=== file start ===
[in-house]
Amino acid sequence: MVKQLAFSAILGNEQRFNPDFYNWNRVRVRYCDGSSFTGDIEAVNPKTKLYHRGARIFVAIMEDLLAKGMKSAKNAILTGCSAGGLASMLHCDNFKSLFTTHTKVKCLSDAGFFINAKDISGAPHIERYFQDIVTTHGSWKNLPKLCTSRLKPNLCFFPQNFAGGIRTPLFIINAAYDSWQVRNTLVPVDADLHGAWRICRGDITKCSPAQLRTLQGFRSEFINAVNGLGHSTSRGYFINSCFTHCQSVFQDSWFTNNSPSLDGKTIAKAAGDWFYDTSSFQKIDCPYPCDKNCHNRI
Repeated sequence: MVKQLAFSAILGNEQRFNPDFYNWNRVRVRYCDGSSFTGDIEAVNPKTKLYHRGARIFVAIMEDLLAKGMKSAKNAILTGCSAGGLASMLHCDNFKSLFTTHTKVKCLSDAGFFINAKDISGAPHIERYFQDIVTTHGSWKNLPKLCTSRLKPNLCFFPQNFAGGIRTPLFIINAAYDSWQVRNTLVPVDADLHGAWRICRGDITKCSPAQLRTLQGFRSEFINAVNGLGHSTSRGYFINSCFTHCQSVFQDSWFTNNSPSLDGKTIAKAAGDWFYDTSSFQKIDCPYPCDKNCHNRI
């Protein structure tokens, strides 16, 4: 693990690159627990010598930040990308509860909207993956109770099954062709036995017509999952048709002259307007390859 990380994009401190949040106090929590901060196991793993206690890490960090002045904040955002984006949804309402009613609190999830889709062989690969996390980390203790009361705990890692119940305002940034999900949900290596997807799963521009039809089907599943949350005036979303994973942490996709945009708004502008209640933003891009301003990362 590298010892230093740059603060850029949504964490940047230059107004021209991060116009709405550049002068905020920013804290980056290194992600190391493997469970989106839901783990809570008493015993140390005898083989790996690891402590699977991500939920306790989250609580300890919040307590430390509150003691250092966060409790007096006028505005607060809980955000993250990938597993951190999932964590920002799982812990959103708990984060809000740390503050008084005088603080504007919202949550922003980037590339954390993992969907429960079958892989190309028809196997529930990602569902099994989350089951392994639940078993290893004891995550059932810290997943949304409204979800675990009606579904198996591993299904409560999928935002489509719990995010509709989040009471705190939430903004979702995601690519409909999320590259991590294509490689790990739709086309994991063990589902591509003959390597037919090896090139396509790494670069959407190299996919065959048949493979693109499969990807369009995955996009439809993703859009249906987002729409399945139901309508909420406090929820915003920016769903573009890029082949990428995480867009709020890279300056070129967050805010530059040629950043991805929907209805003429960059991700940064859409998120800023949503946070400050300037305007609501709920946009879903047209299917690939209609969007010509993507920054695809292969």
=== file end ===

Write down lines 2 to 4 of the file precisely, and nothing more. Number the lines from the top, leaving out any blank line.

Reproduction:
Amino acid sequence: MVKQLAFSAILGNEQRFNPDFYNWNRVRVRYCDGSSFTGDIEAVNPKTKLYHRGARIFVAIMEDLLAKGMKSAKNAILTGCSAGGLASMLHCDNFKSLFTTHTKVKCLSDAGFFINAKDISGAPHIERYFQDIVTTHGSWKNLPKLCTSRLKPNLCFFPQNFAGGIRTPLFIINAAYDSWQVRNTLVPVDADLHGAWRICRGDITKCSPAQLRTLQGFRSEFINAVNGLGHSTSRGYFINSCFTHCQSVFQDSWFTNNSPSLDGKTIAKAAGDWFYDTSSFQKIDCPYPCDKNCHNRI
Repeated sequence: MVKQLAFSAILGNEQRFNPDFYNWNRVRVRYCDGSSFTGDIEAVNPKTKLYHRGARIFVAIMEDLLAKGMKSAKNAILTGCSAGGLASMLHCDNFKSLFTTHTKVKCLSDAGFFINAKDISGAPHIERYFQDIVTTHGSWKNLPKLCTSRLKPNLCFFPQNFAGGIRTPLFIINAAYDSWQVRNTLVPVDADLHGAWRICRGDITKCSPAQLRTLQGFRSEFINAVNGLGHSTSRGYFINSCFTHCQSVFQDSWFTNNSPSLDGKTIAKAAGDWFYDTSSFQKIDCPYPCDKNCHNRI
């Protein structure tokens, strides 16, 4: 693990690159627990010598930040990308509860909207993956109770099954062709036995017509999952048709002259307007390859 990380994009401190949040106090929590901060196991793993206690890490960090002045904040955002984006949804309402009613609190999830889709062989690969996390980390203790009361705990890692119940305002940034999900949900290596997807799963521009039809089907599943949350005036979303994973942490996709945009708004502008209640933003891009301003990362 590298010892230093740059603060850029949504964490940047230059107004021209991060116009709405550049002068905020920013804290980056290194992600190391493997469970989106839901783990809570008493015993140390005898083989790996690891402590699977991500939920306790989250609580300890919040307590430390509150003691250092966060409790007096006028505005607060809980955000993250990938597993951190999932964590920002799982812990959103708990984060809000740390503050008084005088603080504007919202949550922003980037590339954390993992969907429960079958892989190309028809196997529930990602569902099994989350089951392994639940078993290893004891995550059932810290997943949304409204979800675990009606579904198996591993299904409560999928935002489509719990995010509709989040009471705190939430903004979702995601690519409909999320590259991590294509490689790990739709086309994991063990589902591509003959390597037919090896090139396509790494670069959407190299996919065959048949493979693109499969990807369009995955996009439809993703859009249906987002729409399945139901309508909420406090929820915003920016769903573009890029082949990428995480867009709020890279300056070129967050805010530059040629950043991805929907209805003429960059991700940064859409998120800023949503946070400050300037305007609501709920946009879903047209299917690939209609969007010509993507920054695809292969």